Each year, as bears prepare to hibernate, they gorge themselves on food to pack on fat. And yet, despite the rapid weight gain, the animals somehow avoid the health consequences so often associated with obesity in humans. Now, researchers reporting in Cell Reports on February 4 show that the bears' shifting metabolic status is associated with significant changes in their gut microbes.
Fredrik Bäckhed of the University of Gothenburg in Sweden, who led the new study, said he was particularly struck by the discovery that the bears' summer gut microbiota includes microbes that take in more energy from the diet.
"The restructuring of the microbiota into a more avid energy harvester during summer, which potentially contributes to the increased adiposity gain without impairing glucose metabolism, is quite striking," he said.
Bäckhed and his colleagues showed more than 10 years ago that the composition of the gut microbiota can influence the amount of energy harvested from the diet. Much more recently, they found that the microbiota also shifts in people who are obese and in those with type 2 diabetes. That led them to wonder whether changes to the microbiota might also be important in hibernating brown bears in the wild.
The researchers collected fecal samples from wild bears during hibernation and in the active period and analyzed the microbes living within those samples. The hibernation microbiota showed reduced diversity, they report. The identity of the microbes in the guts shifted from more Firmicutes and Actinobacteria to more Bacteroidetes. The researchers also observed changes in several metabolites involved in lipid metabolism, including triglycerides, cholesterol, and bile acids, over the course of the season.
To further explore whether those changes in the microbiota might drive the shift in metabolism, the researchers transferred the bears' summer and winter microbiota into germ-free mice in the lab. Mice colonized with a summer bear microbiota showed greater weight and fat gain than mice colonized with a winter bear microbiota, they report. What's more, despite their increased weight, mice colonized with summer bear microbiota showed no differences or even a slight improvement in their glucose metabolism compared to mice colonized with a winter microbiota.
Further investigation of the metabolites circulating within those mice also showed some similarities to the bears, suggesting that the bears' seasonal metabolic status had been partially transferred to the rodents via those microbes. Bäckhed said the findings lead him to think "that the microbiota may be a more important switch for energy metabolism and cold adaptation than previously appreciated."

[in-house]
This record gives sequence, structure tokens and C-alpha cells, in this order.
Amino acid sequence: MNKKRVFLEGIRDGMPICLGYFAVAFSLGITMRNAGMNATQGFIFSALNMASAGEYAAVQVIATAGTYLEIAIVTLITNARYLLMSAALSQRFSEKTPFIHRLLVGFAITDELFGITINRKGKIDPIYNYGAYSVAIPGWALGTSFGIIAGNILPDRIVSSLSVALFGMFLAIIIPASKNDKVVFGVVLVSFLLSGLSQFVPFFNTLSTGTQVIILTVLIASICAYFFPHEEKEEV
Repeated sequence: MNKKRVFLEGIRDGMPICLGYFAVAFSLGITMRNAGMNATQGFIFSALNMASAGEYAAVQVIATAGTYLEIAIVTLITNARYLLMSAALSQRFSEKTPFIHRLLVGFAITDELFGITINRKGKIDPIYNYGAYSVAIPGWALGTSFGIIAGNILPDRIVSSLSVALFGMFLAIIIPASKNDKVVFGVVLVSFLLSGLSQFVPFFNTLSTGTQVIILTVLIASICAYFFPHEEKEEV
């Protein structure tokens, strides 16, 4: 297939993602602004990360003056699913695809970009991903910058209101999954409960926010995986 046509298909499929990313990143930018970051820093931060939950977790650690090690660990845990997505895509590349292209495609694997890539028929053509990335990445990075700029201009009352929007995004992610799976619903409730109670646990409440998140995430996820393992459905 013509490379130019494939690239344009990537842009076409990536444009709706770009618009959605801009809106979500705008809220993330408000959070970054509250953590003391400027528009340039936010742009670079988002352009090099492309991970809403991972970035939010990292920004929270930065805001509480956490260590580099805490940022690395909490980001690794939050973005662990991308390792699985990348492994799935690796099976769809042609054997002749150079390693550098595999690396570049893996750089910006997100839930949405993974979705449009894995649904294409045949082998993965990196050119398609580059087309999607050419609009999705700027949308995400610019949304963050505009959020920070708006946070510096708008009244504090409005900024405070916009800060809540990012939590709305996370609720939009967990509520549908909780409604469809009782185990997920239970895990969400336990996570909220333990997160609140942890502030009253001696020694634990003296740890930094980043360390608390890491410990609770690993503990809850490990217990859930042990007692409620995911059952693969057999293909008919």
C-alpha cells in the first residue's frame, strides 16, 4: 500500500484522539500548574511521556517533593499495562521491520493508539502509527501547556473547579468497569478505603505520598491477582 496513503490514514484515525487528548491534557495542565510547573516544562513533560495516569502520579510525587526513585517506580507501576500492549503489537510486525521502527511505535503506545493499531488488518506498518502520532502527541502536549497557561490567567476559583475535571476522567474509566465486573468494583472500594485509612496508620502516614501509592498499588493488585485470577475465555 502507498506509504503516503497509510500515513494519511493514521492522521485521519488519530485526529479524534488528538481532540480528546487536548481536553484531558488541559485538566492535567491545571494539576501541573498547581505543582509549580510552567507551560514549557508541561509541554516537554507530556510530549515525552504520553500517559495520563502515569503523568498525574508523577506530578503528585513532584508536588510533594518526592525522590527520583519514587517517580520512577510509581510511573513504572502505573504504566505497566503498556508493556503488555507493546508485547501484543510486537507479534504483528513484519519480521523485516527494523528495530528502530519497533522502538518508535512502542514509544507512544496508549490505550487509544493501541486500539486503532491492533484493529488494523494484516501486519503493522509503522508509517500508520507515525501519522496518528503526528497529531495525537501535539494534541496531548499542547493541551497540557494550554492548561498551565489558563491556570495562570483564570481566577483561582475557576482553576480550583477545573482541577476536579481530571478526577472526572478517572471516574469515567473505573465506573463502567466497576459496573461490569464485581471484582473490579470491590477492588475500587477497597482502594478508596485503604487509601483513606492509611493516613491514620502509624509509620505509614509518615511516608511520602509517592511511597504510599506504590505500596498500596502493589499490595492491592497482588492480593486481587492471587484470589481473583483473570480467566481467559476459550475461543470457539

Interestingly, Bäckhed noted, another recent report in Cell suggests a link between the microbiome and exposure to cold temperatures. Bäckhed's team is now exploring this link through additional studies.
They also say it's possible that the findings in bears might suggest new strategies for managing obesity in humans.
"I think it's too early [to say], as I consider this being very basic science," Bäckhed said. "However, if we learn more about which bacteria and the functions that promote and/or protect against obesity [in hibernating bears], we may identify new potential therapeutic targets."
This study was supported by the Swedish Research Council, Torsten Söderberg and Ragnar Söderberg foundations, IngaBritt and Arne Lundberg's foundation, Novo Nordisk Foundation, Swedish Foundation for Strategic Research, Knut and Alice Wallenberg foundation, the regional agreement on medical training and clinical research between Region Västra Götaland and Sahlgrenska University Hospital and the Lundbeck Foundation, and the European Research Councils. The Scandinavian Brown Bear Research Project is funded by the Swedish Environmental Protection Agency, the Norwegian Environment Agency, the Swedish Association for Hunting and Wildlife Management, WWF Sweden and the Research Council of Norway.
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